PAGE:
Antigua Sailing Week started in 1968 when a group of friends got together to hold a regatta. A number of the friends were hoteliers and part of their objective in creating the regatta was to extend the winter season by getting people to stay in Antigua a little longer – or to come specifically to participate in the event which would in turn extend the end of the current season.
So in 1968 the Antigua Hotel Association sponsored the very first Antigua Sailing Week which was held from the 8th through the 15th of June with participating boats from the United States, Canada and the Caribbean. Invitations were extended far and wide via travel agents, inviting everyone to come to the ‘Island for All Seasons’ – Antigua. Festivities included a three-day ‘Lord Nelson Regatta’ with sailing yachts of up to 135-feet in length, power boat races, deep sea fishing and Sunfish sailing contests. There was also a two-day race among Antigua’s workboat fishermen whose boats had been freshly painted in bold Caribbean colours specifically for the event.
The Antiguan Government and Antigua Sailing Week Committee went to great lengths to welcome visitors and ensure they had a good time. For those not on the water but looking for a way to be part of the action, there were beach and verandah parties from which the events could be observed; alternatively a small fee could be paid for a spot to race on a participating boat.
On Saturday, June 8, 1968 everyone was invited to watch the finish of the Guadeloupe to English Harbour Race for boats coming from the southern Caribbean islands to participate in Antigua Sailing Week. That was the first of many parties and balls to be held throughout the week with the final awards party taking place in Nelson’s Dockyard with a Lord Nelson Costume Ball held on Saturday, June 15, 1968.
The inaugural Antigua Sailing Week was such a huge success that it was repeated the following year with dates being moved up a week to May 31 through June 7, 1969. And so it went over the following 47 years, with new sponsors coming on board and the program of events growing and evolving. The dates eventually changed and it became tradition for Antigua Sailing Week to officially begin on the last Sunday in April every year. Eventually the hotels became less involved, the workboat races disappeared and dinghy racing events are now held separately.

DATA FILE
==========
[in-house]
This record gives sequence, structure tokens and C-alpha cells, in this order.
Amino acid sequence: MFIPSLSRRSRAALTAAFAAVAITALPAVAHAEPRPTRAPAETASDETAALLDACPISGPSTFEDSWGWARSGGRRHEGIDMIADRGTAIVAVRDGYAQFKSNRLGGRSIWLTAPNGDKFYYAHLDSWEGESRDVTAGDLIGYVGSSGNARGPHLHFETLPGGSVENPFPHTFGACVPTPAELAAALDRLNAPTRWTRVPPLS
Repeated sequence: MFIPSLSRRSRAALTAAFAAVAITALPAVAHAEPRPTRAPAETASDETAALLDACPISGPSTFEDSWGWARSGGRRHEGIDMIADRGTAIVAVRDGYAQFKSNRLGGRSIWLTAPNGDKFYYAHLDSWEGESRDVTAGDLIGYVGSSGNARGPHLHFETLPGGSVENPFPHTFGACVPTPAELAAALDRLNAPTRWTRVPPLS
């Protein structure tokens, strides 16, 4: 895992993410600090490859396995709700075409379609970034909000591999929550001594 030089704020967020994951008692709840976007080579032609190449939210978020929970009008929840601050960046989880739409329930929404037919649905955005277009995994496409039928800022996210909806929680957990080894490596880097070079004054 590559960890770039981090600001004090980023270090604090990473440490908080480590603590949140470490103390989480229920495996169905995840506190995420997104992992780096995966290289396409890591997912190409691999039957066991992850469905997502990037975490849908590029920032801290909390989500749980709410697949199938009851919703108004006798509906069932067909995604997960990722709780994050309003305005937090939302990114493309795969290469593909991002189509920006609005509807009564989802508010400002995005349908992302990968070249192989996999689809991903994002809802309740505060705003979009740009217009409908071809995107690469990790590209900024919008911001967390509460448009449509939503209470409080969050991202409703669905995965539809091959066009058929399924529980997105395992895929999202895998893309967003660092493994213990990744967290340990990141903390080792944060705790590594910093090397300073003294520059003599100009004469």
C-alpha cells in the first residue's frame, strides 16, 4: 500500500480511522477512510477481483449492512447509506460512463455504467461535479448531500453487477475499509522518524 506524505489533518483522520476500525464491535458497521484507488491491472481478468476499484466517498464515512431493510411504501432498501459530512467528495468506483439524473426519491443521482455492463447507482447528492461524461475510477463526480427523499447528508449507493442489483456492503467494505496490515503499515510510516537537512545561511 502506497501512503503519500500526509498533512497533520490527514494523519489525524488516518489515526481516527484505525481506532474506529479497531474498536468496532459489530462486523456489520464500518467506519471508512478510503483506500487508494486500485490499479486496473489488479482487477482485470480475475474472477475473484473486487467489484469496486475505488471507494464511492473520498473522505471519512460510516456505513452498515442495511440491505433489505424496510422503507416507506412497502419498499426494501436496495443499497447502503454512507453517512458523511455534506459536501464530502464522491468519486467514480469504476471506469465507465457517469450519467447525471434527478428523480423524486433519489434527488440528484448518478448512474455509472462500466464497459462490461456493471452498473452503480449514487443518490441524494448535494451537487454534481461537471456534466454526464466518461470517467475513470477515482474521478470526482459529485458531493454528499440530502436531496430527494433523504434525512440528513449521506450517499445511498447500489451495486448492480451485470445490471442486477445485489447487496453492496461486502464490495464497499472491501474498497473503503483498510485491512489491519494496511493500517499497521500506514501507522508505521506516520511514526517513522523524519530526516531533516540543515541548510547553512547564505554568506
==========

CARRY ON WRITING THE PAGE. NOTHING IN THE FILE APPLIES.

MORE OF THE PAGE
In the early days, most of the participating sailing yachts were classic designs but they were gradually outnumbered by faster, racier boats until it became almost dangerous for the different types of boats to race together. So in 1988 the classic sailing class split off from Antigua Sailing Week and the Antigua Classic Yacht Regatta, now a legend in its own right, was born.
At its height Antigua Sailing Week welcomed more than 250 participating yachts but with the evolution of yacht racing in more recent years, numbers have settled back at a little over 100 yachts annually. Super yachts and maxis now participate in more and more events designed specifically for them, the US East Coast and Mediterranean seasons begin much earlier which has led to a shortened Caribbean season, and the Caribbean yacht racing calendar is full. As a result, all Caribbean racing events have had to evolve to suit the current racing climate. Antigua Sailing Week’s tag line is now ‘where sailing comes first’, with organisers having recognised that sailors participate first and foremost for top quality racing. The parties and social atmosphere are still key features of any regatta, however, and so at the end of every day of racing there are a variety of parties and events designed to please everyone.
Not everything has disappeared or changed though. The Guadeloupe to English Harbour Race has remained a fixture to this day and is now known as the Guadeloupe to Antigua Race. The Lord Nelson Costume Ball evolved into the Lord Nelson’s Ball and was held as an exclusive formal prize-giving affair at the Admiral’s Inn for many years. The Ball did, however, recently give way to the more casual awards party held behind the Copper and Lumber Store Hotel in Nelson’s Dockyard which is open to all and welcomes sailors, residents and visitors alike.
Regardless of evolution, however, one thing remains true. Antigua Sailing Week has and will continue to remain strong for many years to come. Participating boats and sailors come and go as do changes to the event itself, but Antigua Sailing Week is here to stay!
You can see above we have the first three programmes from 1968-1970. We are trying to collate every programme right through the years. If you have a copy of a programme from an earlier year and would be interested in donating it to our archives please email on email@example.com
By Kathy Lammers